(If firm X is General Motors or Chrysler, however, the federal government will perform a bailout at the expense of everyone but unions. This is a good reason why government should not intervene in matters like this.)

An alternative, of course, is that firm X — by being generous in pay — becomes more efficient and competitive in the market. Firm Y workers then benefit, by either going to work for X, or Y realizing that it needs to pay workers like X does.

These scenarios require market competition to work. Without that, it’s a one-sided game, and the taxpaying public loses.

Here’s some excerpts from today’s Joseph Ashby Show on this topic:


3 responses to “Kansas public employee unions overreact”

  1. Larry

    I have a problem with a couple of things. The Kansas Legislature is the one who speaks for the citizens of Kansas. So when the two sides sit across the bargaining table both are represented,, without the conflict of interest they would not try to resolve the conflict, most often it is not about money. Yet money is a big problem with a Kansas Legislature that uses smoke and mirrors to fund the Retirement Program,,, a program Legislators have written themselves into. In the private sector would you call that a corporate raid when the owner of the company sets better retirement standards for himself than he does for the worker?? Without a Workers Union no one speaks for employees the union represents. The market affect does not apply to Government because it is Not part of the Market Place, it is a completely different animal and very authoritative in nature and the Union helps
    the individual State Employee.

  2. Brendan

    I consider myself a libertarian and I agree with the majority of your post. However, I think this bill could have been better. Eliminating payroll deduction without consent is pro-liberty and the right position to take, I believe. But, for those who have consented to contribute and simply want the same ease as with making a 401(k) contribution, allowing payroll deduction helps the individual.

    Otherwise, I agree with the inherent conflict of public sector unions, and their ability to bargain with people they elect. However, limiting political speech is a dangerous thing for a government to do. As long as union membership is not compulsory by law (and employees are free to not contribute), then an employee who is not represented by union political views doesn’t have to fund the union political speech.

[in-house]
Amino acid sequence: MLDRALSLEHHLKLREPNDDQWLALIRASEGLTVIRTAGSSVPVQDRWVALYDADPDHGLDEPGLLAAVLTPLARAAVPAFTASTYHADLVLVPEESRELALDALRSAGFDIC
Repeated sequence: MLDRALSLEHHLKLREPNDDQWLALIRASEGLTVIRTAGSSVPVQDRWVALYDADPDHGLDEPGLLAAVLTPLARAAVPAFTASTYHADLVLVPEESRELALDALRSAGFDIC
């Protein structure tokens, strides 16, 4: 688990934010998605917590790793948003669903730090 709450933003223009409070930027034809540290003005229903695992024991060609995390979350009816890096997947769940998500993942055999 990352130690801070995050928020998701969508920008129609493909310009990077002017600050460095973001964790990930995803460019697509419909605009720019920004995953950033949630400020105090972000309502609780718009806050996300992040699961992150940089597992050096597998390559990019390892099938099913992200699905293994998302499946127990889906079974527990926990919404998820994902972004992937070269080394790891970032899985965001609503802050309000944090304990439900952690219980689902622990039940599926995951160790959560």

The libertarian view on unions and Right-to-Work has been somewhat ambiguous. I think the balance of power to the individual is clearly greater in Right-to-Work states. But union squashing is a Republican practice, not a libertarian practice. As long as Kansas is Right to Work, then unions will only succeed if they offer workers something substantial other than political rhetoric. And so the individuals are the ones who decide the fate of unions, not elected leaders.

    Here’s a great article on the big picture here: http://reason.com/blog/2012/12/17/right-to-work-laws-are-indeed-libertaria

  3. David

    The article leaves out a lot of important pieces of HB 2023 (deliberately, I presume…). The “paycheck protection” nonsense is just a smokescreen.
    The bill prohibits use of ANY union dues money for “political activity”, and broadens the definition of such activity far beyond its current definition of direct support of candidates. HB 2023 includes ANY support/opposition of ANY political issues AND issues “of an ideological nature”. Since union staff and elected leadership are paid with dues money; all these people are muzzled entirely on just about any issue they might wish to speak to. The union president could not, for example, even publish an editorial about school funding in the union members’ newsletter. HB 2023 doesn’t stop there. It actually expressly FORBIDS public employee unions from endorsing political candidates. So yeah, this IS a big deal…as in TOTAL VIOLATION OF FIRST AMENDMENT RIGHTS size deal. Want to know who the Fraternal Order of Police supports for Attorney General? Too bad, because HB 2023 makes it illegal for them to tell you.